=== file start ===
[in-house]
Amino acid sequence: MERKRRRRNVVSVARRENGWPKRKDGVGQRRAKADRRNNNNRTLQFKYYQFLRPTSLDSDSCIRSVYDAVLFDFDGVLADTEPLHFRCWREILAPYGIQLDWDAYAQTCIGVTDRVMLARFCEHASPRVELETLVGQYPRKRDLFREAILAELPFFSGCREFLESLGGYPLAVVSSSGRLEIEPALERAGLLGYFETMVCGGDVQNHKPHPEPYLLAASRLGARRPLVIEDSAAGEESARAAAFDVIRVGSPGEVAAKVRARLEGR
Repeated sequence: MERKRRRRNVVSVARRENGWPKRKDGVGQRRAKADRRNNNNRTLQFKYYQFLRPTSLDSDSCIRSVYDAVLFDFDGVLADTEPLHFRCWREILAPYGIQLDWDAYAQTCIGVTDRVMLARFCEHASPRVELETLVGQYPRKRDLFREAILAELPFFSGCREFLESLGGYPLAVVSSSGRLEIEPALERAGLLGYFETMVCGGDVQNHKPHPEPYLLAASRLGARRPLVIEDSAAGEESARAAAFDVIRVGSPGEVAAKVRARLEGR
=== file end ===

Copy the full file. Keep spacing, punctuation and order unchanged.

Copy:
[in-house]
Amino acid sequence: MERKRRRRNVVSVARRENGWPKRKDGVGQRRAKADRRNNNNRTLQFKYYQFLRPTSLDSDSCIRSVYDAVLFDFDGVLADTEPLHFRCWREILAPYGIQLDWDAYAQTCIGVTDRVMLARFCEHASPRVELETLVGQYPRKRDLFREAILAELPFFSGCREFLESLGGYPLAVVSSSGRLEIEPALERAGLLGYFETMVCGGDVQNHKPHPEPYLLAASRLGARRPLVIEDSAAGEESARAAAFDVIRVGSPGEVAAKVRARLEGR
Repeated sequence: MERKRRRRNVVSVARRENGWPKRKDGVGQRRAKADRRNNNNRTLQFKYYQFLRPTSLDSDSCIRSVYDAVLFDFDGVLADTEPLHFRCWREILAPYGIQLDWDAYAQTCIGVTDRVMLARFCEHASPRVELETLVGQYPRKRDLFREAILAELPFFSGCREFLESLGGYPLAVVSSSGRLEIEPALERAGLLGYFETMVCGGDVQNHKPHPEPYLLAASRLGARRPLVIEDSAAGEESARAAAFDVIRVGSPGEVAAKVRARLEGR